Jennifer (Lindabury) Blundon ’01 was given the opportunity to present at this year’s Women in Leadership Symposium in Chicago. The event was run by the Illinois Diversity Council and the National Women’s Council to help women be more successful in their careers.
This year, the councils chose the theme of “Center Stage: Standing out and speaking up.”
According to Blundon, “This event serves to empower women in business through knowledge, networking and furthering the goals of diversity and inclusion in the workplace.”
She and other panel members discussed “the array of challenges and opportunities for women in leadership.”
During the event, Blundon spoke about how to approach a negotiation for a raise or promotion.
“This subject is one that drives a lot of anxiety for folks and we need to change the discussion around how employees evaluate themselves objectively and drive meaningful conversations with their supervisors around development,” Blundon said.
Blundon explained how she uses the acronym CAKE, which stands for courage, assessment, knowledge and enough, to teach women how to start these conversations with their employers.
Blundon said, “These discussions take courage but they don’t have to be difficult.”
Next, she said, it is helpful to do an objective assessment of your performance. “Don’t just think you’re doing a great job — know you are before approaching this conversation,” she said.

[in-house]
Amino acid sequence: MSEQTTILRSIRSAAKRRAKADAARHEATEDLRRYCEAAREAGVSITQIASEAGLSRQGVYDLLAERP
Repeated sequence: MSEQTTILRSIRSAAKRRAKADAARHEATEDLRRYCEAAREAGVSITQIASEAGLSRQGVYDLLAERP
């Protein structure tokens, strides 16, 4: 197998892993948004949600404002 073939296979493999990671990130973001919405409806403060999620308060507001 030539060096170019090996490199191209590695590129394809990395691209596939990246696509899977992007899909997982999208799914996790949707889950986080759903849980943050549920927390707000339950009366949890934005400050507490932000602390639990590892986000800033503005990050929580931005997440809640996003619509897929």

Knowledge and knowing the data is also important; this will help you create realistic expectations.
Lastly, she discussed the concept of enough. “There is no scarcity model for success. Do not fall prey to assuming that if someone else succeeds that there is less left for you. Remove emotion from these discussions and be objective about your skills and contributions. Determine what is ‘enough’ for you. Pay and title are one aspect of recognition but there are other incentives and development opportunities that can be discussed.”
Blundon was happy to participate in the Women in Leadership Symposium and help women advance in their careers.
“I’m passionate about this topic because financial independence for women is important and empowering,” said Blundon. “I also believe there are misconceptions that these are inherently difficult or daunting conversations. I wanted to give guidance to women who may be earlier in their career about how to step back, be objective and come to these discussions heavier on the facts than on the feelings. These discussions should be a normal part of your cadence of feedback and planning with your supervisor.”